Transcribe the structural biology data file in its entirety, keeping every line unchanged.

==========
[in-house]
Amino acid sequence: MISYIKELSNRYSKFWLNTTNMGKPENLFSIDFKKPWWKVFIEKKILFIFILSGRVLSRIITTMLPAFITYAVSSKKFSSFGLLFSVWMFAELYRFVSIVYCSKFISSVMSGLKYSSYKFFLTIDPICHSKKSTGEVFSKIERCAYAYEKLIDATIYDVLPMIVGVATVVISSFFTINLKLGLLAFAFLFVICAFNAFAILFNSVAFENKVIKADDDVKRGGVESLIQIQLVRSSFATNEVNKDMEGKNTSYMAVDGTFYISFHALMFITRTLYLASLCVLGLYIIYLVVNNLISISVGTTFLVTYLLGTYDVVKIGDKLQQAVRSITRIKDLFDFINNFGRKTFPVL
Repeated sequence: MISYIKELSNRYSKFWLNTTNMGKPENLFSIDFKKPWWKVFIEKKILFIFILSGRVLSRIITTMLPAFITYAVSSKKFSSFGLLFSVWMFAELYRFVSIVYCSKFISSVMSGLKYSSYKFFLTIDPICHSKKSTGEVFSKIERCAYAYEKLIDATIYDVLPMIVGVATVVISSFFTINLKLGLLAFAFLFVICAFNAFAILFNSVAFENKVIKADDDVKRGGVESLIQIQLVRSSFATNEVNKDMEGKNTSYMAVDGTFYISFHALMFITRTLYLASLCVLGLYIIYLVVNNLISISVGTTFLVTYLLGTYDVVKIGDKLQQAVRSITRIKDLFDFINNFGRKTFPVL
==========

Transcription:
[in-house]
Amino acid sequence: MISYIKELSNRYSKFWLNTTNMGKPENLFSIDFKKPWWKVFIEKKILFIFILSGRVLSRIITTMLPAFITYAVSSKKFSSFGLLFSVWMFAELYRFVSIVYCSKFISSVMSGLKYSSYKFFLTIDPICHSKKSTGEVFSKIERCAYAYEKLIDATIYDVLPMIVGVATVVISSFFTINLKLGLLAFAFLFVICAFNAFAILFNSVAFENKVIKADDDVKRGGVESLIQIQLVRSSFATNEVNKDMEGKNTSYMAVDGTFYISFHALMFITRTLYLASLCVLGLYIIYLVVNNLISISVGTTFLVTYLLGTYDVVKIGDKLQQAVRSITRIKDLFDFINNFGRKTFPVL
Repeated sequence: MISYIKELSNRYSKFWLNTTNMGKPENLFSIDFKKPWWKVFIEKKILFIFILSGRVLSRIITTMLPAFITYAVSSKKFSSFGLLFSVWMFAELYRFVSIVYCSKFISSVMSGLKYSSYKFFLTIDPICHSKKSTGEVFSKIERCAYAYEKLIDATIYDVLPMIVGVATVVISSFFTINLKLGLLAFAFLFVICAFNAFAILFNSVAFENKVIKADDDVKRGGVESLIQIQLVRSSFATNEVNKDMEGKNTSYMAVDGTFYISFHALMFITRTLYLASLCVLGLYIIYLVVNNLISISVGTTFLVTYLLGTYDVVKIGDKLQQAVRSITRIKDLFDFINNFGRKTFPVL